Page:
Briefing Notes: Nicaragua, Egypt and Mexico
Spokesperson for the UN High Commissioner for Human
The High Commissioner for Human Rights Michelle Bachelet is issuing a press release today warning that if the arrests and convictions of people expressing dissenting opinions continue in Nicaragua, current efforts to start dialogue to solve the political and social unrest in the country could be seriously undermined.
Over the last six months, several hundred people - including peasant leaders, students, former politicians, journalists and civil society activists - have been arrested and held in pre-trial detention for long periods in connection with their alleged roles during the protests between April and July 2018.
Since December, amid rising concerns about the independence of the judiciary, various criminal courts in Managua have handed down guilty verdicts and extremely heavy sentences to a number of prominent opposition or community leaders, some of whom had cooperated with the UN and helped to highlight human rights abuses in Nicaragua.
To read the full press release, click on this link: https://www.ohchr.org/EN/NewsEvents/Pages/DisplayNews.aspx?NewsID=24193&LangID=E
We are very concerned by the news from Egypt that a total of 15 people have been executed so far in the month of February, including nine people who were executed on Wednesday and six others who were subjected to the death penalty earlier in the month.
On 20 February, nine individuals were executed in a case related to the killing of Egypt’s General Prosecutor, Hisham Barakat. During the trial, detailed accounts of the torture allegedly used to obtain confessions were apparently ignored by the court without due consideration.
A week earlier, on 13 February, three other individuals, convicted of the assassination of a police officer, General Nabil Farrag, were hanged, and a week before that, on 7 February, three men were executed in connection with the murder of the son of a judge. All of them had claimed before the courts that they had been disappeared, or detained incommunicado for prolonged periods, and were subjected to torture in order to make them confess to the crimes.
There is significant cause for concern that due process and fair trial guarantees may not have been followed in some or all of these cases, and that the very serious allegations concerning the use of torture were not properly investigated.
In countries that still permit the death penalty, trials in cases of capital punishment must meet the highest standards of fairness and due process in order to ensure that there is no miscarriage of justice resulting in innocent people being deprived of their right to life. In particular, confessions obtained under torture must be excluded from the trial.
Over the past few years, there has been a succession of cases of individuals being convicted in similar circumstances in Egypt amid disturbing reports of a lack of due legal process. A number of these individuals, having exhausted all legal proceedings, are currently on death row and at imminent risk of execution.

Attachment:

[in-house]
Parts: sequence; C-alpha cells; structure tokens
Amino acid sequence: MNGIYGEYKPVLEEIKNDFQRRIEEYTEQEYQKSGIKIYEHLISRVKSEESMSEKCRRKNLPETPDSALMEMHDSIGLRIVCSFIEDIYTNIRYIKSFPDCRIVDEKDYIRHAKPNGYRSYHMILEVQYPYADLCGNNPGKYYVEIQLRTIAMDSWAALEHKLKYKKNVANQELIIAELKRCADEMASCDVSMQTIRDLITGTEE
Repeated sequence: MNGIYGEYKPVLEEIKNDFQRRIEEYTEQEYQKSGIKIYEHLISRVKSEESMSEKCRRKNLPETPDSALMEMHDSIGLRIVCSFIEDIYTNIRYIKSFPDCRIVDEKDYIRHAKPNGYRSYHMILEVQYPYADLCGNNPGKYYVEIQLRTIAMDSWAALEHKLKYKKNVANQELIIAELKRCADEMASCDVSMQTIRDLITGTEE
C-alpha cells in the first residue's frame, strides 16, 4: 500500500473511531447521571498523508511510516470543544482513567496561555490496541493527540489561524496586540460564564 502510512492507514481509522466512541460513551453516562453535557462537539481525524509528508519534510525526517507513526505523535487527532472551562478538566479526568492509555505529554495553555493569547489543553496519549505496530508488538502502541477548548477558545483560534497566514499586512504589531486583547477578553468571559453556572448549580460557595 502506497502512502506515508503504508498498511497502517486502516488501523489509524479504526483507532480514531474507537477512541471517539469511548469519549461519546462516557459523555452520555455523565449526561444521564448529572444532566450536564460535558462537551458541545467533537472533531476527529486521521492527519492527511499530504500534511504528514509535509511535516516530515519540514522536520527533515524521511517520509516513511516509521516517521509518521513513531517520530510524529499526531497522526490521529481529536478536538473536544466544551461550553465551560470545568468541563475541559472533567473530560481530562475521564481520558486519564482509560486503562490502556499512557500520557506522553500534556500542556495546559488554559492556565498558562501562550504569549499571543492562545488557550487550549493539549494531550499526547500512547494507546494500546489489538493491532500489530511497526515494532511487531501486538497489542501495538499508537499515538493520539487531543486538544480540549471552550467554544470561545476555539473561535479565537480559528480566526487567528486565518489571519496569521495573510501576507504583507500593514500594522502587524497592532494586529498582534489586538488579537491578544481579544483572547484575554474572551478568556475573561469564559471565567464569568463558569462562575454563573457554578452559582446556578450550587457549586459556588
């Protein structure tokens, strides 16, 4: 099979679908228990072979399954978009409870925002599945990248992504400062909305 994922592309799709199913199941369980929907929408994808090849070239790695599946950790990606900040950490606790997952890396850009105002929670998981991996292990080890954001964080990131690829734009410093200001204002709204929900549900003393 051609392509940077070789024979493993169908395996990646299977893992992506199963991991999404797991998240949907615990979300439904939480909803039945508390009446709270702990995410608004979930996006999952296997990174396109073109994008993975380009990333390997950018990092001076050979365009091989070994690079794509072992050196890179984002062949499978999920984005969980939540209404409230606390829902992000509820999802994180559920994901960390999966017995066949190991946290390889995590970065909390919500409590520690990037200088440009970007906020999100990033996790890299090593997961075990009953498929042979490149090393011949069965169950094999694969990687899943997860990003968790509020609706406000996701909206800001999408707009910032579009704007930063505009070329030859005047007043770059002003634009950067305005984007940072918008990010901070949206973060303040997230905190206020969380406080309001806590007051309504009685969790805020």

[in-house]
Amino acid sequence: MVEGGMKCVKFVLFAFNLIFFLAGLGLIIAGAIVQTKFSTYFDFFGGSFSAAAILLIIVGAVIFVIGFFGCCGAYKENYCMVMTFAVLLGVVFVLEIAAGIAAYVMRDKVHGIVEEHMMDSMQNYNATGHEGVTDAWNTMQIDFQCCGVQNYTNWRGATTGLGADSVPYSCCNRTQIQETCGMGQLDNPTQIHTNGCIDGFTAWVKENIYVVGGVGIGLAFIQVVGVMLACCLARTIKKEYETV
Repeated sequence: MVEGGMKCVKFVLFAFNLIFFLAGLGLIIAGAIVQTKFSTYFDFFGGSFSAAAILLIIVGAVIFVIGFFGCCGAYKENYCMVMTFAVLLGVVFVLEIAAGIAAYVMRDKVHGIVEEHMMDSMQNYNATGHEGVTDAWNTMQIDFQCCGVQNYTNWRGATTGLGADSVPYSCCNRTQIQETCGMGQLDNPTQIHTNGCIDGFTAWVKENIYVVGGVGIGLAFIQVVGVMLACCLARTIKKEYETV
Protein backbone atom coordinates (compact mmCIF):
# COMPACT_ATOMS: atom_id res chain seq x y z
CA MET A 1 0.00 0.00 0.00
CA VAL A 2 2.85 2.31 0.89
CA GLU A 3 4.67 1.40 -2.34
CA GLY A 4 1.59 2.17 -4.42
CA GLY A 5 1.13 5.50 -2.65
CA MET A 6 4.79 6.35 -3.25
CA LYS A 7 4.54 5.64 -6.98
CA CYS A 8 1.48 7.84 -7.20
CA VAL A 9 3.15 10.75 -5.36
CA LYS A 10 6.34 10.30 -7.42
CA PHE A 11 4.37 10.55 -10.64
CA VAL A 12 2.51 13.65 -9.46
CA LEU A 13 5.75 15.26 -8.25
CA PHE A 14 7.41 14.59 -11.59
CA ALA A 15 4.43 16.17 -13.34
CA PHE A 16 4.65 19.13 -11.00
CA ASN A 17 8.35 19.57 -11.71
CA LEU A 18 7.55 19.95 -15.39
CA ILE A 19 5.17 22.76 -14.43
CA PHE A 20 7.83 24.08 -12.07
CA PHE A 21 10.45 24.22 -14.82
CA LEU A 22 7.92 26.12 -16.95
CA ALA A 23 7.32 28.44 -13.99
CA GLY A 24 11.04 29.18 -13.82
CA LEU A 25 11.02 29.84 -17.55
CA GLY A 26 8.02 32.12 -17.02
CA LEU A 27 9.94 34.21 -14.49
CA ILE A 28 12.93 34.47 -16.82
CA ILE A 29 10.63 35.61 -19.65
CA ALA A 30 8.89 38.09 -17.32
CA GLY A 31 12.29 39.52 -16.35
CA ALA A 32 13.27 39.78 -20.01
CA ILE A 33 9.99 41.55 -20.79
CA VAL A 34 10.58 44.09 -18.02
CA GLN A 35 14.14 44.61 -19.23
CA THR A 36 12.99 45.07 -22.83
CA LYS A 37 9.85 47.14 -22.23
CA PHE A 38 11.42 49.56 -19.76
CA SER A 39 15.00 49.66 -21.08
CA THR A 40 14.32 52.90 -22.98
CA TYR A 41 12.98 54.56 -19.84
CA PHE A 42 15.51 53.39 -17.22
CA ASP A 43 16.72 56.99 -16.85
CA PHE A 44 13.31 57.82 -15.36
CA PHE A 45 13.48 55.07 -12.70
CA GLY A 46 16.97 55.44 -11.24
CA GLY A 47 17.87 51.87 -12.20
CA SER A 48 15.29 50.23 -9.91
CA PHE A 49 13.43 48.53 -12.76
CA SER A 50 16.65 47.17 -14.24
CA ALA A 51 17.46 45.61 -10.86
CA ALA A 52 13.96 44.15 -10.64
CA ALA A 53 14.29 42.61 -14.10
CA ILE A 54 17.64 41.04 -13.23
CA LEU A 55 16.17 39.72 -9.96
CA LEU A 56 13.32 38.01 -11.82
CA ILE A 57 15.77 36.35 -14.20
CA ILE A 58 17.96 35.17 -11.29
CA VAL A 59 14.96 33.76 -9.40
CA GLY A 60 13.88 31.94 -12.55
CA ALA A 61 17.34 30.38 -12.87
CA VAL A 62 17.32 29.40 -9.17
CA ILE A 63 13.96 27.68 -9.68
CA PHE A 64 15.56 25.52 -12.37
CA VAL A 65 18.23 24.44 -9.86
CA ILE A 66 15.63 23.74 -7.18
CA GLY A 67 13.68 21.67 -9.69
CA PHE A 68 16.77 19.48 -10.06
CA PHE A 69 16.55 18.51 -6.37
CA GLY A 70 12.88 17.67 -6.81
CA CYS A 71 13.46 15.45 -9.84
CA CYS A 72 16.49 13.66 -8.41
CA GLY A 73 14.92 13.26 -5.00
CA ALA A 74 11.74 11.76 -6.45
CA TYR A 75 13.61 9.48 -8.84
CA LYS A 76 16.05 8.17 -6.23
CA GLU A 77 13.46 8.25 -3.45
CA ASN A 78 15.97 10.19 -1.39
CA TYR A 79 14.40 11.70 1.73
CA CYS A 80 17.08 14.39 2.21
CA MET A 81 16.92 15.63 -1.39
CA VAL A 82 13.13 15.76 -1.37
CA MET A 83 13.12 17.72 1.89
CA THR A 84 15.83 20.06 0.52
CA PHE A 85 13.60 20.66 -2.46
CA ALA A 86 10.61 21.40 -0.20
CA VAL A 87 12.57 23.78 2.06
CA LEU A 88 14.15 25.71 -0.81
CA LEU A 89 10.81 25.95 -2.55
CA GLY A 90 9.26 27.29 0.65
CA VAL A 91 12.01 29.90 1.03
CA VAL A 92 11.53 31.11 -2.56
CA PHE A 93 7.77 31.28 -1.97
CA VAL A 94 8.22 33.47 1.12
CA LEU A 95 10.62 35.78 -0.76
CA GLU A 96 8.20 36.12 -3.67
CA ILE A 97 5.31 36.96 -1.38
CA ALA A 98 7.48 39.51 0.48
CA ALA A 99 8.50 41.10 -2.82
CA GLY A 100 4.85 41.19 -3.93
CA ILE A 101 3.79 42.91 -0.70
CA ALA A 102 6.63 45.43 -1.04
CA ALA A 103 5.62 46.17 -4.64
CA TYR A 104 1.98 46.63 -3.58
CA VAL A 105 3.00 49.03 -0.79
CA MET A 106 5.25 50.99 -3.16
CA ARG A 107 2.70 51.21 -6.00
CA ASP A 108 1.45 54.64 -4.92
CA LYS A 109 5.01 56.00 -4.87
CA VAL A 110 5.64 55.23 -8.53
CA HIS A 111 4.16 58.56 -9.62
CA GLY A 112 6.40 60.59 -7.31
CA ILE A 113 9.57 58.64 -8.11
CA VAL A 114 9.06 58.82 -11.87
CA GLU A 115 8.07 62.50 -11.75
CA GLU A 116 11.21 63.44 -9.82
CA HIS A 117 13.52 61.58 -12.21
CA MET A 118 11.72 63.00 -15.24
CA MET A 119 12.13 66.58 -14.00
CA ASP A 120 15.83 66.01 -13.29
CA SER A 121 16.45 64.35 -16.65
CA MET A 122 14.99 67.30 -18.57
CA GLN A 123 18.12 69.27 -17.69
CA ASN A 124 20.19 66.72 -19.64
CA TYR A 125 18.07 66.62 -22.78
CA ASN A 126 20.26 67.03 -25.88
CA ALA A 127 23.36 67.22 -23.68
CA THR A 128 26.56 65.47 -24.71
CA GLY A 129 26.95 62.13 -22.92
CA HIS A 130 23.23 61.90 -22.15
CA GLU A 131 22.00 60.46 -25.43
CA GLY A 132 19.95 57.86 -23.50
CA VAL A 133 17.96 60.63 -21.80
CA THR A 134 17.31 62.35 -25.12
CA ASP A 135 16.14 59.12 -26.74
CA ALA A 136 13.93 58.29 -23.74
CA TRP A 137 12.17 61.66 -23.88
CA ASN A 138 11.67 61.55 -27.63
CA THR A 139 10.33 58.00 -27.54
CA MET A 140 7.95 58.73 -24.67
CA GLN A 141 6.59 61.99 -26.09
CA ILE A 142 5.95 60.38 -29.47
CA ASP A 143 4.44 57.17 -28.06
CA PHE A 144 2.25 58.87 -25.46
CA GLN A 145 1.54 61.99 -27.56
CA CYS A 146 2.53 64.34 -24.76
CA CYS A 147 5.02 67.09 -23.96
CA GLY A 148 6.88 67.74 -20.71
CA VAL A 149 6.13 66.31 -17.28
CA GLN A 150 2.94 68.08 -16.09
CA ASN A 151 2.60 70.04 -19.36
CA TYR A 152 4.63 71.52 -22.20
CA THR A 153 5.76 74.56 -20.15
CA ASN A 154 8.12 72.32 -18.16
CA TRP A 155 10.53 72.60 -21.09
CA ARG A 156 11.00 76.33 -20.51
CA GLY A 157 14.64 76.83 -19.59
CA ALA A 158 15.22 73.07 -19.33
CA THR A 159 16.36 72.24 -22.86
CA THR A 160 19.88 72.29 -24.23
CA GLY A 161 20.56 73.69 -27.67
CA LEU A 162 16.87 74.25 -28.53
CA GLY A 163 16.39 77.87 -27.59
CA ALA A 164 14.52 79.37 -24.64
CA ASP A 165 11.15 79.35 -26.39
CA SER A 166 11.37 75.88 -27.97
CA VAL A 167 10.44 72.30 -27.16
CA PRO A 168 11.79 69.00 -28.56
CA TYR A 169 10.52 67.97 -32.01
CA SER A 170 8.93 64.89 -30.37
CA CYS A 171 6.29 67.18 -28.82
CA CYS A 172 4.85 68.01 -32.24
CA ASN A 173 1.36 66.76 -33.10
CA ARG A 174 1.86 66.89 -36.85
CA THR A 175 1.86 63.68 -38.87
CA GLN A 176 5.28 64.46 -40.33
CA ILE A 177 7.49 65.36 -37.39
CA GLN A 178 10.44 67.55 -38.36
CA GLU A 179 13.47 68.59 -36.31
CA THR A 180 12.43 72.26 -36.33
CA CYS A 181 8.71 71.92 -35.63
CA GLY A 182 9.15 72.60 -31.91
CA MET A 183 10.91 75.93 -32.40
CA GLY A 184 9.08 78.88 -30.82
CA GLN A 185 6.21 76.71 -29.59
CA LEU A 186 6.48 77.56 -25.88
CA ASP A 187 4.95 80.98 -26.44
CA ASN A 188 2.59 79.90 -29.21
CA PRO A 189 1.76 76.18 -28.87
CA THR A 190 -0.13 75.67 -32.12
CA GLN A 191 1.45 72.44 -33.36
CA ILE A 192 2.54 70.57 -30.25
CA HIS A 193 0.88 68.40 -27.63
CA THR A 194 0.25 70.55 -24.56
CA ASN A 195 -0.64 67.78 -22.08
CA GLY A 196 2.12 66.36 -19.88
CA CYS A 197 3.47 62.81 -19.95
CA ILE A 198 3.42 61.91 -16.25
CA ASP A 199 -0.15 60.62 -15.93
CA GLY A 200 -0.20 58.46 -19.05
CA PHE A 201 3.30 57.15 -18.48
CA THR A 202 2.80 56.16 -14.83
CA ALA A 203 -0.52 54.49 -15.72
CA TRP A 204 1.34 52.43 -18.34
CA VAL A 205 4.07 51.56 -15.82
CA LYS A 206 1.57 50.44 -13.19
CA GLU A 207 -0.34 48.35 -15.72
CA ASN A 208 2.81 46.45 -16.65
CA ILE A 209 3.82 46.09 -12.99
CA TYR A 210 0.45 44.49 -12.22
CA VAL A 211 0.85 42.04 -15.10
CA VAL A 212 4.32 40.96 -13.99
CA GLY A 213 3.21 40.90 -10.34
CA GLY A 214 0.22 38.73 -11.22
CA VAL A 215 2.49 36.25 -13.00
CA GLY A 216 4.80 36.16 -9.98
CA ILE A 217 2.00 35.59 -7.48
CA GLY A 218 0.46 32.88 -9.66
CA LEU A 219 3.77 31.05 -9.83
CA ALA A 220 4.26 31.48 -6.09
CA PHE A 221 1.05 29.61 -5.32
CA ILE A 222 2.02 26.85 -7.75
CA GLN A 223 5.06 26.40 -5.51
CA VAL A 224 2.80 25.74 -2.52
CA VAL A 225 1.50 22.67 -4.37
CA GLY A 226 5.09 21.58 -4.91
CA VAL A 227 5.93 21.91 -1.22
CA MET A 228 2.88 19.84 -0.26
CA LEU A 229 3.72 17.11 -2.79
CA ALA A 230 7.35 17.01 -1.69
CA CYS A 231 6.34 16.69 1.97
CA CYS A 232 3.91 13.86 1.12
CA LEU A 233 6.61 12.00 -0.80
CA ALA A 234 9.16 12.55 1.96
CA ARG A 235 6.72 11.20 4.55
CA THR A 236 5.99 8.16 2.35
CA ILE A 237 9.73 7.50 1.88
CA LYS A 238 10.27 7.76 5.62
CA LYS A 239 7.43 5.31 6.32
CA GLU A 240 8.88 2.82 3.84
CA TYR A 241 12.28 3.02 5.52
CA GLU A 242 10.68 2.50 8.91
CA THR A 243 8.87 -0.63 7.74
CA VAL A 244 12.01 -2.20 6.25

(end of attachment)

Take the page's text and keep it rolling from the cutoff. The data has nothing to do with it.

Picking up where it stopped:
The allegations made by the defendants and their lawyers are particularly disturbing given that on 23 June 2017, after a four-year confidential inquiry under article 20 of the Convention Against Torture, the Committee against Torture concluded that torture is “practised systematically” in Egypt.
We urge the Egyptian authorities to halt all executions; conduct a review of all pending cases involving the death penalty, in accordance with the country’s international human rights obligations; conduct credible, independent and impartial investigations into all allegations of torture; and take all necessary measures to ensure that violations of due process and fair trial are not repeated.
We expressed similar concerns just one year ago, on 5 January 2018, after 20 people were executed in a single week.
Our office in Mexico has the revised text of the National Peace and Security Plan, and is in the process of analysing it. We understand the important security challenges facing Mexico and the complexity of addressing the various causes of the endemic violence that has been afflicting the country for many years.
Our office has been very involved in discussions with the authorities on the National Peace and Security Plan, and we made our views clear about certain issues we perceived as problematic, including in three presentations before the Congress and Senate. We will have to see to what extent our views have been taken into account before commenting further.
The High Commissioner has a meeting scheduled with the Foreign Minister of Mexico, Marcelo Ebrard, and the Undersecretary for Multi-lateral Affairs and Human Rights, Martha Delgado, during the Human Rights Council next week here in Geneva. I can also now confirm she will make a visit to the country in early April, at the invitation of the Government. We’re optimistic that we can continue to find common ground in the effort to improve the human rights situation in the country.